From Mantra to Hip Hop
I began attending Yoga classes in 1999. I wore street clothes to class. There was no music played. As my interest in the practice grew and I began to explore lineages beyond svarupa (my first), I stepped onto the path and never looked back.
I learned that vinyasa simply means an interconnected series of movements done with grace. These classes almost always included recorded music being played in the background. It was most likely Krisna Das mantra. It wasn't until 2003 that I began hearing popular music played during class. At Gold's Gym, where I was introduced to my teacher, she and others would mix in popular music with the traditional chanting recordings.
Adding to the Distractions?
When I was given the chance to choose the music for my classes, I was excited to begin creating mix CDs that included my favorite combinations of mantra, pop, jam bands, and rock. I had cases of music that I would carry with me to every class I taught. Each mix was curated to shift the energy of the practice intentionally.
The longer I taught, the less excited I was about the music I used. Making mixes became tedious, my Ipod could only hold so many songs, and then streaming channels became available. This made my life so much easier.
Is It Free?
For years I had a collection of channels on my Pandora or Spotify that I could easily select and play knowing that the music playing would be just fine for whatever I chose to teach. The songs themselves became less important. The energy of the music needed to align with the energy of the class. As time passed, though, discussions over the legality of using music and requirements for licensing began to rise in the Yoga community.
Now, Yoga studio owners have to cover the cost of licensing to play music as part of their classes. It is a growing issue and the question of whether we are performing and choreographing to the music is the main reason this new issue has arisen.
Back to the Basics
I began using less music, at lower volumes. In my own practice, I do so in silence. When the pandemic hit and we could no longer practice together in groups my virtual classes naturally shifted to be guided by voice only. No one seemed to mind. Of course, if they want to, anyone can mute themselves and play music in their own home while they practice virtually. However, in many discussions among those who join me, they agree that the silence is quite nice.
Keep the Peace
You'll notice that there is music added to the recorded classes we offer on YouTube and On-Demand. However, when you join a live virtual session it will be in silence unless you choose to play music in your space. If you haven't tried a silent practice, perhaps now is the time. I find that it provides an opportunity to truly connect with your breath, remain aware of your body, and spend time with your thoughts.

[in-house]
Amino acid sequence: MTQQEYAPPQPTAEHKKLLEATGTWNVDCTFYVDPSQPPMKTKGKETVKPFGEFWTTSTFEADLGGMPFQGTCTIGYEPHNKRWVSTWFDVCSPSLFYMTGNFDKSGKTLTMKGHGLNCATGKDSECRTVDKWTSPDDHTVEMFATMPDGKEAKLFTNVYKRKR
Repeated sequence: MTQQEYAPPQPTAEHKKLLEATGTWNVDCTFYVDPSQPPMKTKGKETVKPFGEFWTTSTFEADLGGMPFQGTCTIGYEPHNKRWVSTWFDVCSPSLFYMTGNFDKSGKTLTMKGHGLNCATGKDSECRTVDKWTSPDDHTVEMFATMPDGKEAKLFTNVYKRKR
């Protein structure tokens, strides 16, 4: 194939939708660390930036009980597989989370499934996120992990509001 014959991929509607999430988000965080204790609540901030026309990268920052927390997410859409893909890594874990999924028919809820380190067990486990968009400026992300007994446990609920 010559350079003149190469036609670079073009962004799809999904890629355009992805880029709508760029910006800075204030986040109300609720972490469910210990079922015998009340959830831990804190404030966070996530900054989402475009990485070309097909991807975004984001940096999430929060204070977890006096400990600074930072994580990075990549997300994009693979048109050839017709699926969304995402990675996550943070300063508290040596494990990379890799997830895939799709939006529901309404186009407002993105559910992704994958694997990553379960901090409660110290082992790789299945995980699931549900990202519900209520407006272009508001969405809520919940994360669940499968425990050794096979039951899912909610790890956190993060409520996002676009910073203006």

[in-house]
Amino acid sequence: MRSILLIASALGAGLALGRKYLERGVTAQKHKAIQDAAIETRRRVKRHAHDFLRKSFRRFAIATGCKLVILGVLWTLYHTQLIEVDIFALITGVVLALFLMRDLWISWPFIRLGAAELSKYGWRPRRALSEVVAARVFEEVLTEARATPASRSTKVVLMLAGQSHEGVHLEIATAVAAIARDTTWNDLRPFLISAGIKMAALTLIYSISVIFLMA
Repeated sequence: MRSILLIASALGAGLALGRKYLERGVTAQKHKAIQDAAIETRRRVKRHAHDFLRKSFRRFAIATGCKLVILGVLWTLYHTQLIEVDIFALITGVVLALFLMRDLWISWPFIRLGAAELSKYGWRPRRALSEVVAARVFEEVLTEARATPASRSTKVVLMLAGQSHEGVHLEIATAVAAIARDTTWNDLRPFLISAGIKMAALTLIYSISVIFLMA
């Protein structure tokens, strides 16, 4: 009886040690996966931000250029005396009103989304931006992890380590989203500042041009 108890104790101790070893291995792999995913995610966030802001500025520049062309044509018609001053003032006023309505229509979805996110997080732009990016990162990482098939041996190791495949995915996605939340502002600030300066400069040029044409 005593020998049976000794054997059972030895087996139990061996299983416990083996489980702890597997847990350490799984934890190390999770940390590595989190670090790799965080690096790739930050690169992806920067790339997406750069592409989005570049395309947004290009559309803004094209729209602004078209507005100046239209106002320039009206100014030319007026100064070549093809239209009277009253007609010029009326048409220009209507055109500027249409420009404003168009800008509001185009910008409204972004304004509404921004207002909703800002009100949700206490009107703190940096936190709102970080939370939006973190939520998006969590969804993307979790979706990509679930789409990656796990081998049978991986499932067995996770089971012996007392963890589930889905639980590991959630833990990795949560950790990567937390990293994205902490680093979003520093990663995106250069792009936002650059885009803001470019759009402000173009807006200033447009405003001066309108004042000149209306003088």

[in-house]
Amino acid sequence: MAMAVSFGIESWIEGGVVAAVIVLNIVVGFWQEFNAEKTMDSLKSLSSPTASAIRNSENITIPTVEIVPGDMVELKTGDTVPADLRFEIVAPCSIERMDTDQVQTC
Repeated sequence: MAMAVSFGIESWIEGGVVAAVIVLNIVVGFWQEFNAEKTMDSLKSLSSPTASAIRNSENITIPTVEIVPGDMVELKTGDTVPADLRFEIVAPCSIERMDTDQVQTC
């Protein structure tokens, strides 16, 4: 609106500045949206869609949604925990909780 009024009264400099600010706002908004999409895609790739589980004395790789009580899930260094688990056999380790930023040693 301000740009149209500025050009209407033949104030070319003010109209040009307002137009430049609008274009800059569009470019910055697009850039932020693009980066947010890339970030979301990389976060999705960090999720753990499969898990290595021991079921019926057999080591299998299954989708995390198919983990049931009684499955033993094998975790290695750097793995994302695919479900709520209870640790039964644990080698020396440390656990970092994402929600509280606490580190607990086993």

Join a Live Virtual Practice with Lake Tahoe Yoga by becoming a member of Bliss Experiences. When you register your account will receive one (1) credit to join any scheduled Monday class.
The practice of Yoga includes one very difficult aspect: give generously and without the expectation of receiving anything in return. How good are you at this practice? I know I can be better.
Break Your Holiday Habits
My family still does the whole Christmas Tree gift giving thing. We live thousands of miles apart and getting together is not easy, especially during the holidays. I think that giving gifts is a way for us to feel close. Unfortunately, it also adds to the feeling of distance. We write our list, send it off to all interested parties and receive exactly what we asked for.
Break out of the habit of holiday gift giving by keeping a list or purchasing items that you think those whom you love would like. Instead of thinking of items for yourself last minutes, keep a list of things that brought you joy throughout the year. When the holiday season comes it might guide you in suggesting gifts your family can give you.
Give Into the Moment
I feel like words are losing their power. Materials items have taken over. To be honest, I struggle with this. I am not the best at remembering to send gifts or cards. I appreciate receiving cards, and know that some people are really good at making them, but can't help but feel like I am wasteful when I toss them in the trash.
Use your words to thank people. Think about how you can best express your appreciation for what they have done, given, or said. Spend some time practicing words of thanks and gratefulness so you have them ready to go when the time comes.
The struggle of the small business owner is real. Those of us dedicated to the pursuit of entrepreneurship can feel like we are on the ocean and the storm never ends. We are doing our best to provide the best service, unique products, and special touches you can't get from Amazon or big box stores.
When you feel the need to give a gift begin with your local shops. Think about the person you wish to buy for and ask the shop owner what they recommend. Consider a piece of locally made jewelry, artwork, a gift certificate for a class or treatment, a kit or a piece of memorabilia from time shared together.
Give What You Like
What's the Golden Rule again? Treat others as you wish to be treated? How about we give to others that which we want? When you see, experience, or feel something that you really like think about who in your life might also like it, or who might need it. Instead of making the purchase for yourself do so for someone else.
A good way to practice getting good at this is to notice what your friends say about your stuff. What do they like? What do they notice? What do they comment about? Step back and look at your life, experiences, and stuff through the eyes of others. It might help you not only identify what to give, but also what you can give up.